Fish oil is a popular Omega-3 supplement. Unfortunately most consumers do not understand how much Omega-3 supplement is required to address the deficiency. They assume a capsule or teaspoon a day puts the check in the box and they’re good to go. They have no clue the Omega-3 deficiency is defined by its ratio to Omega-6 in the membranes of cells.
Omega-6 and Omega-3 are two families of essential fatty acids (EFAs). Being essential means bodies do not synthesize them. They are acquired from food. Thousands of peer-reviewed reports indicate that when a body’s ratio of Omega-6 to Omega-3 exceeds 4:1 chronic diseases such as autoimmune diseases, heart disease, mental and nervous system disorders, and rapid cancer growth become more prevalent. The ideal ratio by weight is thought to be 1:1. Yet Americans, including those taking an Omega-3 supplement, have ratios well above 10:1 because their diets are mostly foods rich in Omega-6 with very little Omega-3. That’s why small doses of Omega-3 can’t change their high ratios.
Those of us who understand EFA science are concerned enough to properly balance our EFAs with diet and fish oil supplements. But unknown to many is that too much fish oil can be hazardous to health!
Fish oil is made from the fats and/or livers of oily fish such as cod, salmon, mackerel, herring, and sardines. All fish oils have virtually no Omega-6 EFAs but are loaded with Omega-3 EFAs. That makes them a really good Omega-3 source, yet what most consumers don’t realize is that unrefined fish oil is also rich in fat soluble essential vitamins A, D, and E. The figures vary considerably from one oil product to another, even for the same fish. So these two examples are “ballpark” figures.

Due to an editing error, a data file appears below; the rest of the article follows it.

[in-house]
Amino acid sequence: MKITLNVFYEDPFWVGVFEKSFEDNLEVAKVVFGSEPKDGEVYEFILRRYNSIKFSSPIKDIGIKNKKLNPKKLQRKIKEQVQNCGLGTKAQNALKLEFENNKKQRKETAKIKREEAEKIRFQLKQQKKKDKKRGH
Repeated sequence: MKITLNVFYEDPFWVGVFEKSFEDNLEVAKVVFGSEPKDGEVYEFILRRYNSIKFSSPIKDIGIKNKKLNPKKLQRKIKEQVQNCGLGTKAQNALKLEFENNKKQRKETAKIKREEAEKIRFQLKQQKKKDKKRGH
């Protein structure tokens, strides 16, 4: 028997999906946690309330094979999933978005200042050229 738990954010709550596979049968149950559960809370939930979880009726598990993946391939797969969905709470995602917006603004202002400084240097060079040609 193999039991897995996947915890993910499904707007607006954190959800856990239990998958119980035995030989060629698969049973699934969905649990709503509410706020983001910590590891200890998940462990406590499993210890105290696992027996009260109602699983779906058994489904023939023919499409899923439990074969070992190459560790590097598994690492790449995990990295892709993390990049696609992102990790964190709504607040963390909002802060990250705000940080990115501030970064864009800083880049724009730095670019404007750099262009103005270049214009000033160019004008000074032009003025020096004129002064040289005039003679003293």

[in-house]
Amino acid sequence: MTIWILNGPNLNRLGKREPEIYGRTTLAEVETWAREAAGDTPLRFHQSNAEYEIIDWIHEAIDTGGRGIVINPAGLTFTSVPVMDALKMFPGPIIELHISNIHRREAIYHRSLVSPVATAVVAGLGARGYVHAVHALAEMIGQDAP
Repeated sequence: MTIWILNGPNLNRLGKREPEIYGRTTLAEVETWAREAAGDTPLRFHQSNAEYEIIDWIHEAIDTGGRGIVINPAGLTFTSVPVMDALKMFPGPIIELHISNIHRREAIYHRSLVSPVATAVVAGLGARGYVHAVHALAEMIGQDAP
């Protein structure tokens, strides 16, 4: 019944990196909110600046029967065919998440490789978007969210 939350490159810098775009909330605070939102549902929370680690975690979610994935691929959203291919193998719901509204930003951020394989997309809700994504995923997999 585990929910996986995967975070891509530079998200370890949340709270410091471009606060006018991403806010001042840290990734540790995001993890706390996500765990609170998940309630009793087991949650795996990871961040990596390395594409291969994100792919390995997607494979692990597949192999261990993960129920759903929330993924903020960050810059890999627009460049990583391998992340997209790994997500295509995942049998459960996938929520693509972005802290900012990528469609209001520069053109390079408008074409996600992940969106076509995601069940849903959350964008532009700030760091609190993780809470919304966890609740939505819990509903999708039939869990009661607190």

Compare those quantities in one teaspoon of fish oil to the daily Recommended Dietary Allowance (RDA). Vitamin A’s RDA for adults are 700 and 900 international units (IU). The RDA of vitamin D is 600 IU for ages one to 70 years and 800 IU for people over 70 years. The RDA of vitamin E is 15mg over 14 years of age with a tolerable upper limit of 1,000 mg.
One teaspoon (4.54 g) of nearly any fish oil provides A, D, and E vitamins in excess of their RDAs. Fat soluble vitamins are stored in the body and can accumulate. If someone takes too much fish oil for too long a time, A and D can accumulate to toxic levels while E is actually depleted! Following an overdose, it can take several months to deplete vitamin excesses.
Vitamin A Toxicity
Excessive amounts of vitamin A have a toxic effect on the body, especially the liver. The tolerable upper daily limit for adults is 10,000 international units. Consuming only one tablespoon (three teaspoons) of cod liver oil a day over many weeks or months significantly increases your risk of toxicity. The symptoms are:
Vitamin D Toxicity
Vitamin D is critical for bone health, hormone regulation, immune response, blood pressure control, among other things. Vitamin D toxicity is not possible from sun exposure, although by consuming even one teaspoon per day of fish oil this vitamin can accumulate in the body to possibly toxic levels. The Institute of Medicine’s expert committee states that the maximum safe upper level of vitamin D intake for adults is 4,000 IU per day. Taking 40,000 IU per day for a couple of months or longer is considered very harmful. Symptoms of vitamin D toxicity are: